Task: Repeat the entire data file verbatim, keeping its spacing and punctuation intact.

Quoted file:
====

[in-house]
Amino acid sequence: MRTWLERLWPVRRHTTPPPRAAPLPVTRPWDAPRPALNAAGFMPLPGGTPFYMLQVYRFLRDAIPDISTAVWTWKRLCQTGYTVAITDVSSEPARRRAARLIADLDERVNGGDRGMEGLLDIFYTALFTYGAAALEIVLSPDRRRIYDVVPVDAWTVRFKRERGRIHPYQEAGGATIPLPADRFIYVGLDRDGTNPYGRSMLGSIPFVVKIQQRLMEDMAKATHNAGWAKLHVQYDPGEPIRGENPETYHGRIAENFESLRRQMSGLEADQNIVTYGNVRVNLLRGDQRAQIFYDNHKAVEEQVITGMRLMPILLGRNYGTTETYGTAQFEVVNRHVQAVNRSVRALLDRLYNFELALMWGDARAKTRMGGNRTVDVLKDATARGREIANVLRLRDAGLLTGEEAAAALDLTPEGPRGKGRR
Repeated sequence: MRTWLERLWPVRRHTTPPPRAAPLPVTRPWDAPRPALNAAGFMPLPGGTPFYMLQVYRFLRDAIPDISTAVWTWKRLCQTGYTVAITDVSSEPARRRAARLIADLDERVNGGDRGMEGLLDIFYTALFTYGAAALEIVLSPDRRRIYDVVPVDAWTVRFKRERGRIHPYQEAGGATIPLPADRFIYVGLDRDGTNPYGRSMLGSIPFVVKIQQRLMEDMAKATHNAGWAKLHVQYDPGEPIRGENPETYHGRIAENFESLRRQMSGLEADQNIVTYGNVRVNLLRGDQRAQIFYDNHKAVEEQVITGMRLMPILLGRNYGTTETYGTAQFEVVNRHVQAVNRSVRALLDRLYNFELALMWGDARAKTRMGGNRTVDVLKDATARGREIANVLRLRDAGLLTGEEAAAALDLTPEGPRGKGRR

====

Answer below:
[in-house]
Amino acid sequence: MRTWLERLWPVRRHTTPPPRAAPLPVTRPWDAPRPALNAAGFMPLPGGTPFYMLQVYRFLRDAIPDISTAVWTWKRLCQTGYTVAITDVSSEPARRRAARLIADLDERVNGGDRGMEGLLDIFYTALFTYGAAALEIVLSPDRRRIYDVVPVDAWTVRFKRERGRIHPYQEAGGATIPLPADRFIYVGLDRDGTNPYGRSMLGSIPFVVKIQQRLMEDMAKATHNAGWAKLHVQYDPGEPIRGENPETYHGRIAENFESLRRQMSGLEADQNIVTYGNVRVNLLRGDQRAQIFYDNHKAVEEQVITGMRLMPILLGRNYGTTETYGTAQFEVVNRHVQAVNRSVRALLDRLYNFELALMWGDARAKTRMGGNRTVDVLKDATARGREIANVLRLRDAGLLTGEEAAAALDLTPEGPRGKGRR
Repeated sequence: MRTWLERLWPVRRHTTPPPRAAPLPVTRPWDAPRPALNAAGFMPLPGGTPFYMLQVYRFLRDAIPDISTAVWTWKRLCQTGYTVAITDVSSEPARRRAARLIADLDERVNGGDRGMEGLLDIFYTALFTYGAAALEIVLSPDRRRIYDVVPVDAWTVRFKRERGRIHPYQEAGGATIPLPADRFIYVGLDRDGTNPYGRSMLGSIPFVVKIQQRLMEDMAKATHNAGWAKLHVQYDPGEPIRGENPETYHGRIAENFESLRRQMSGLEADQNIVTYGNVRVNLLRGDQRAQIFYDNHKAVEEQVITGMRLMPILLGRNYGTTETYGTAQFEVVNRHVQAVNRSVRALLDRLYNFELALMWGDARAKTRMGGNRTVDVLKDATARGREIANVLRLRDAGLLTGEEAAAALDLTPEGPRGKGRR